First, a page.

However, to the best of our knowledge, there have been no previous studies comparing the long-term efficacies of these three types of long-acting inhaled agents when used during a short preoperative period. In our department, all patients who have undergone lung resections participate in pulmonary rehabilitation from the initial preoperative examination until immediately before surgery. In addition, all patients with COPD are preoperatively treated with either LAMAs, ICSs/LABAs, or LAMAs/LABAs, depending on the drug released at that time. Bias was avoided as the inhaler was not specifically selected for each patient. Therefore, this study aimed to compare the efficacy of preoperative respiratory rehabilitation with and without these three types of inhalation therapies in patients who have undergone lung surgeries.
Study design and study population
For this retrospective study, we searched the electronic medical record database of our institution to identify 848 patients who had undergone anatomical lung resections regardless of their underlying disease, including lung cancer or metastatic lung tumors, between April 2010 and March 2019 at our hospital. While neither patient age nor preexisting conditions were considered as exclusion criteria, patients who underwent partial resections were not included in this study because their postoperative decreases in lung function were thought to be less substantial than those of patients undergoing anatomical lung resections and because patients who originally had poor lung function and chose to undergo reduction surgery were included. We excluded 414 patients (1) who appear to have low pulmonary function due to narrowing or obstruction of the central airway by the tumor (2) who had undergone previous inhalation therapy for treatment of COPD, asthma, or other respiratory conditions at the time of their initial preoperative examination; (3) whose postoperative follow-up was conducted at another hospital; or (4) whose postoperative respiratory function could not be assessed. Thus, 434 patients were included in this study. The patients placed in the COPD group were potentially unaware of their condition.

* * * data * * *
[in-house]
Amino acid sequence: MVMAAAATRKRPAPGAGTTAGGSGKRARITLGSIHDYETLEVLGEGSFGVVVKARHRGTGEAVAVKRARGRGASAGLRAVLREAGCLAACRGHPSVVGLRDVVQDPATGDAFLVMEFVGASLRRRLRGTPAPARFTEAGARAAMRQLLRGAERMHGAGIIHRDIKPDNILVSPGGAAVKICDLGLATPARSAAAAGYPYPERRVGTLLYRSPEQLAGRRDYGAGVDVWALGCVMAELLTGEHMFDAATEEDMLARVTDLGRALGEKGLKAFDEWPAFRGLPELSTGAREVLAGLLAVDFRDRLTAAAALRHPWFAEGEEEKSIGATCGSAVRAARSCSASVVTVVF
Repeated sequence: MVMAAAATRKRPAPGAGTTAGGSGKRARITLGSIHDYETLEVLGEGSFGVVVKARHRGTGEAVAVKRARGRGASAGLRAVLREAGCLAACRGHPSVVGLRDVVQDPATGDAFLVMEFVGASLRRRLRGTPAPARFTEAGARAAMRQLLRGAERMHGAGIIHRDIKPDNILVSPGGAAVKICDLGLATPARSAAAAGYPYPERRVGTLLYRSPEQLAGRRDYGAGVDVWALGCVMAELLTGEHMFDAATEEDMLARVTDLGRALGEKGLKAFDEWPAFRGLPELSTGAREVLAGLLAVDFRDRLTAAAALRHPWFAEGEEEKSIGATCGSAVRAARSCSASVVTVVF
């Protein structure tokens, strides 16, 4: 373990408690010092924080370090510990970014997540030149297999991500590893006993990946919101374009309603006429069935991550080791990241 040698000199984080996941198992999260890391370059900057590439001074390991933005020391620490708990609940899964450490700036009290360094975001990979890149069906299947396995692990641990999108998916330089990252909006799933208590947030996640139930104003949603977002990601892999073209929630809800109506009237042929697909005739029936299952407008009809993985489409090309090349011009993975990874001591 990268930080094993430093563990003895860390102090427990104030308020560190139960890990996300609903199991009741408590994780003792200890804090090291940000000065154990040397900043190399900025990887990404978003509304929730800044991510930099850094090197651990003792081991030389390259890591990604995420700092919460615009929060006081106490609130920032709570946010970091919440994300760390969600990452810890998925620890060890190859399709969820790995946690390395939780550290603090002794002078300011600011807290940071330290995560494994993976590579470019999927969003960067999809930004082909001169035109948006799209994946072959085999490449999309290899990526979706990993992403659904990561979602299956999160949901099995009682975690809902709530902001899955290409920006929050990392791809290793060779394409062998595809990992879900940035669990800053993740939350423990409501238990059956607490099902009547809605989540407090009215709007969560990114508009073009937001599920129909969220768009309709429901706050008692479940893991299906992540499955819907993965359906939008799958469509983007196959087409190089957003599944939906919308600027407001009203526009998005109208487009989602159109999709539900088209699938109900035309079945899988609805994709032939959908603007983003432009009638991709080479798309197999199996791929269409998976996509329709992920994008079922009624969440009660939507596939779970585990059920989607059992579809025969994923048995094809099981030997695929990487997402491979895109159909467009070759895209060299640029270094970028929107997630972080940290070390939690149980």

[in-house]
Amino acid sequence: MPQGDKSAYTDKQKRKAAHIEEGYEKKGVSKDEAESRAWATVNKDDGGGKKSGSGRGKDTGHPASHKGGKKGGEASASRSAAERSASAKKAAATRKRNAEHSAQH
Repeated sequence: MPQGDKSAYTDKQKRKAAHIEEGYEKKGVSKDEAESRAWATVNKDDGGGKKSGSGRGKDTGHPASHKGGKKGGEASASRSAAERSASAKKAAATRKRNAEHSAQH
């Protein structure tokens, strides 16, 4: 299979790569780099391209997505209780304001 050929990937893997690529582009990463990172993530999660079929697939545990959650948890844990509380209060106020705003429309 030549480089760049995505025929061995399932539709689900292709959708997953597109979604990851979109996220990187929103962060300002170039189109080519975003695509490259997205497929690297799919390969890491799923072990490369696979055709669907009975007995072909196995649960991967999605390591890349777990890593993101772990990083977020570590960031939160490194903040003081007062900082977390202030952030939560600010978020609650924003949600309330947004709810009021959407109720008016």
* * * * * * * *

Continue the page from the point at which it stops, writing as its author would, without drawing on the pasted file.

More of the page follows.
All patients in this study underwent respiratory function testing at their initial medical examination. Using these results, patients were classified into either the COPD group (FEV1.0% ≤ 70%) (241 patients) or the non-COPD group (FEV1.0% > 70%) (193 patients). At this time, the severity of COPD was also evaluated based on the GOLD criteria .
Regardless of study group, all patients who smoked were counseled regarding smoking cessation beginning at their initial medical examination. In addition, all study patients received preoperative respiratory rehabilitation with an incentive spirometer (COACH 2™; Smiths Medical, Minneapolis, MN, USA). Patients in the COPD group also initiated inhalation therapy with either a LAMA (COPD-LAMA group; 51 patients; April 2010 to July 2012), an ICS/LABA (COPD-ICS/LABA group; 112 patients; August 2012 to January 2016), or a LAMA/LABA (COPD-LAMA/LABA group; 78 patients; February 2016 to March 2020), with modifications in pharmacotherapy regimens as drugs became available. The choice of drug was determined only by the launch date of the drug, and only one drug was used during a specific period. The drug was prescribed according to the results of respiratory function testing at the initial examination and was used until admission for surgery. The dosage and administration volume of the inhalant used in this study were as per manufacturer’s instructions. Therapeutic interventions were stopped just before surgery, and no study-related postoperative therapeutic interventions were performed owing to poor medication compliance because the majority of patients had mild COPD and lacked subjective symptoms.
Patient evaluations and comparisons
Additional respiratory function testing was performed immediately before surgery, at 1 month after surgery, and at 6 months after surgery. A flowchart of the protocol used for respiratory function testing and treatment in study patients is presented in Fig. 1.
Patient age; sex; history of hypertension, diabetes, and/or smoking; duration of the preoperative intervention; vital capacity (VC) and %VC; FEV1.0, %FEV1.0, and FEV1.0%; %DLco at the initial visit, pathological diagnosis (adenocarcinoma, squamous cell carcinoma, and other pathologic type) were compared between the four study groups (non-COPD, COPD-LAMA, COPD-ICS/LABA, and COPD-LAMA/LABA). Initial GOLD stages were also compared between the three COPD subgroups (COPD-LAMA, COPD-ICS/LABA, and COPD-LAMA/LABA).